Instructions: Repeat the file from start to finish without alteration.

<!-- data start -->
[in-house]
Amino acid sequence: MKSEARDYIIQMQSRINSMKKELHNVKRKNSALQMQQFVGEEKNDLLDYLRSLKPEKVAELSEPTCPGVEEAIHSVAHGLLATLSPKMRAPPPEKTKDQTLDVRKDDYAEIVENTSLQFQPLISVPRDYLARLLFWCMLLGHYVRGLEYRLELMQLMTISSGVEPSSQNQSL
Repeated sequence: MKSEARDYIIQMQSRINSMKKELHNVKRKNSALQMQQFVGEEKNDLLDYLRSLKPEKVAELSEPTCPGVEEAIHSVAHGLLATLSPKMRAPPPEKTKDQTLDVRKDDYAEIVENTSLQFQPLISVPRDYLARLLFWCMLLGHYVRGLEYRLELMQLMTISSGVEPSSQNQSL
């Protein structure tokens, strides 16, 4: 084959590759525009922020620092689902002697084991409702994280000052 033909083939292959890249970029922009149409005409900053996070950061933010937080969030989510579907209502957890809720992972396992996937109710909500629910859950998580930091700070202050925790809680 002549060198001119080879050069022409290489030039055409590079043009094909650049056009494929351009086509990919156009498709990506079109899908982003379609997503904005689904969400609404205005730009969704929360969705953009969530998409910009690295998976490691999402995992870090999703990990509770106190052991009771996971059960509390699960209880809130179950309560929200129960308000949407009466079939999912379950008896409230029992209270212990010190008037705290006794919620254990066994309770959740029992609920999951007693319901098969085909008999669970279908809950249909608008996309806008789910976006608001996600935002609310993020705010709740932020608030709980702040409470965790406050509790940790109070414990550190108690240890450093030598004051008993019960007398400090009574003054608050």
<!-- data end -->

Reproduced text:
[in-house]
Amino acid sequence: MKSEARDYIIQMQSRINSMKKELHNVKRKNSALQMQQFVGEEKNDLLDYLRSLKPEKVAELSEPTCPGVEEAIHSVAHGLLATLSPKMRAPPPEKTKDQTLDVRKDDYAEIVENTSLQFQPLISVPRDYLARLLFWCMLLGHYVRGLEYRLELMQLMTISSGVEPSSQNQSL
Repeated sequence: MKSEARDYIIQMQSRINSMKKELHNVKRKNSALQMQQFVGEEKNDLLDYLRSLKPEKVAELSEPTCPGVEEAIHSVAHGLLATLSPKMRAPPPEKTKDQTLDVRKDDYAEIVENTSLQFQPLISVPRDYLARLLFWCMLLGHYVRGLEYRLELMQLMTISSGVEPSSQNQSL
């Protein structure tokens, strides 16, 4: 084959590759525009922020620092689902002697084991409702994280000052 033909083939292959890249970029922009149409005409900053996070950061933010937080969030989510579907209502957890809720992972396992996937109710909500629910859950998580930091700070202050925790809680 002549060198001119080879050069022409290489030039055409590079043009094909650049056009494929351009086509990919156009498709990506079109899908982003379609997503904005689904969400609404205005730009969704929360969705953009969530998409910009690295998976490691999402995992870090999703990990509770106190052991009771996971059960509390699960209880809130179950309560929200129960308000949407009466079939999912379950008896409230029992209270212990010190008037705290006794919620254990066994309770959740029992609920999951007693319901098969085909008999669970279908809950249909608008996309806008789910976006608001996600935002609310993020705010709740932020608030709980702040409470965790406050509790940790109070414990550190108690240890450093030598004051008993019960007398400090009574003054608050």